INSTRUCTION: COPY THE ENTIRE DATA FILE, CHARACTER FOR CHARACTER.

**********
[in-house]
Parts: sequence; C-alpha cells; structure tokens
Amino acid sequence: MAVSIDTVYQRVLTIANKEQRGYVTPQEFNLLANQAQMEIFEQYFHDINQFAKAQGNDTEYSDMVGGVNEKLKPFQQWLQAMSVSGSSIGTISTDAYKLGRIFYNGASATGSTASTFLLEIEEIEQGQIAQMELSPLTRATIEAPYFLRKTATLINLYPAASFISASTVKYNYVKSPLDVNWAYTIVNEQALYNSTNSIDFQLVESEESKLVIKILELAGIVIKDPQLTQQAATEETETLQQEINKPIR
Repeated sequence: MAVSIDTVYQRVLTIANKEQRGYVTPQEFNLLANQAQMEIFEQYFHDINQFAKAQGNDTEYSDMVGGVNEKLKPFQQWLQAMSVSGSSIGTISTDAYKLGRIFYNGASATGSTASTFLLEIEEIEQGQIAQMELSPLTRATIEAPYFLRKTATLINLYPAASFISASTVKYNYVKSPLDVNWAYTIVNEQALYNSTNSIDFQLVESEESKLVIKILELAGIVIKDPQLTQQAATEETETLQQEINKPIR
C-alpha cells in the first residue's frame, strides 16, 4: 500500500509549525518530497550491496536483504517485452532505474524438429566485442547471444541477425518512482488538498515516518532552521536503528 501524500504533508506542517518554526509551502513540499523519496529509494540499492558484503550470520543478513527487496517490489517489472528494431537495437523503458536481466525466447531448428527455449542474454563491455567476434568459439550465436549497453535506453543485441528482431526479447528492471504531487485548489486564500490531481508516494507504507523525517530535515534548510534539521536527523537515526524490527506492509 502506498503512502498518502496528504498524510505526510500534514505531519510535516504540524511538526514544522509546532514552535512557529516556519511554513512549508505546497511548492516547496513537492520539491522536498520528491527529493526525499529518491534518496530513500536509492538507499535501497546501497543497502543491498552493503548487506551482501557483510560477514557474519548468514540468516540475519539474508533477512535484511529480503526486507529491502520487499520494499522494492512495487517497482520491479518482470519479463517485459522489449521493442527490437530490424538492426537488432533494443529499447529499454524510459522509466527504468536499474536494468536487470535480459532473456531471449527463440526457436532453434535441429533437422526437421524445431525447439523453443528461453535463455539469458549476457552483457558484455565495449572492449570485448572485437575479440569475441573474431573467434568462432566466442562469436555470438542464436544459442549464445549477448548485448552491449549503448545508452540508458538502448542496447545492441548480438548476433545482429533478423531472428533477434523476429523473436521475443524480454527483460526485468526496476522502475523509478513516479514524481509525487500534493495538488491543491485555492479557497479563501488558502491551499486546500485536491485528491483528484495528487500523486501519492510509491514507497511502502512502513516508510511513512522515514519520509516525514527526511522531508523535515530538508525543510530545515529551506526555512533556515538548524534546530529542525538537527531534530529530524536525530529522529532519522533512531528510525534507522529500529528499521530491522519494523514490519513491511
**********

[in-house]
Parts: sequence; C-alpha cells; structure tokens
Amino acid sequence: MAVSIDTVYQRVLTIANKEQRGYVTPQEFNLLANQAQMEIFEQYFHDINQFAKAQGNDTEYSDMVGGVNEKLKPFQQWLQAMSVSGSSIGTISTDAYKLGRIFYNGASATGSTASTFLLEIEEIEQGQIAQMELSPLTRATIEAPYFLRKTATLINLYPAASFISASTVKYNYVKSPLDVNWAYTIVNEQALYNSTNSIDFQLVESEESKLVIKILELAGIVIKDPQLTQQAATEETETLQQEINKPIR
Repeated sequence: MAVSIDTVYQRVLTIANKEQRGYVTPQEFNLLANQAQMEIFEQYFHDINQFAKAQGNDTEYSDMVGGVNEKLKPFQQWLQAMSVSGSSIGTISTDAYKLGRIFYNGASATGSTASTFLLEIEEIEQGQIAQMELSPLTRATIEAPYFLRKTATLINLYPAASFISASTVKYNYVKSPLDVNWAYTIVNEQALYNSTNSIDFQLVESEESKLVIKILELAGIVIKDPQLTQQAATEETETLQQEINKPIR
C-alpha cells in the first residue's frame, strides 16, 4: 500500500509549525518530497550491496536483504517485452532505474524438429566485442547471444541477425518512482488538498515516518532552521536503528 501524500504533508506542517518554526509551502513540499523519496529509494540499492558484503550470520543478513527487496517490489517489472528494431537495437523503458536481466525466447531448428527455449542474454563491455567476434568459439550465436549497453535506453543485441528482431526479447528492471504531487485548489486564500490531481508516494507504507523525517530535515534548510534539521536527523537515526524490527506492509 502506498503512502498518502496528504498524510505526510500534514505531519510535516504540524511538526514544522509546532514552535512557529516556519511554513512549508505546497511548492516547496513537492520539491522536498520528491527529493526525499529518491534518496530513500536509492538507499535501497546501497543497502543491498552493503548487506551482501557483510560477514557474519548468514540468516540475519539474508533477512535484511529480503526486507529491502520487499520494499522494492512495487517497482520491479518482470519479463517485459522489449521493442527490437530490424538492426537488432533494443529499447529499454524510459522509466527504468536499474536494468536487470535480459532473456531471449527463440526457436532453434535441429533437422526437421524445431525447439523453443528461453535463455539469458549476457552483457558484455565495449572492449570485448572485437575479440569475441573474431573467434568462432566466442562469436555470438542464436544459442549464445549477448548485448552491449549503448545508452540508458538502448542496447545492441548480438548476433545482429533478423531472428533477434523476429523473436521475443524480454527483460526485468526496476522502475523509478513516479514524481509525487500534493495538488491543491485555492479557497479563501488558502491551499486546500485536491485528491483528484495528487500523486501519492510509491514507497511502502512502513516508510511513512522515514519520509516525514527526511522531508523535515530538508525543510530545515529551506526555512533556515538548524534546530529542525538537527531534530529530524536525530529522529532519522533512531528510525534507522529500529528499521530491522519494523514490519513491511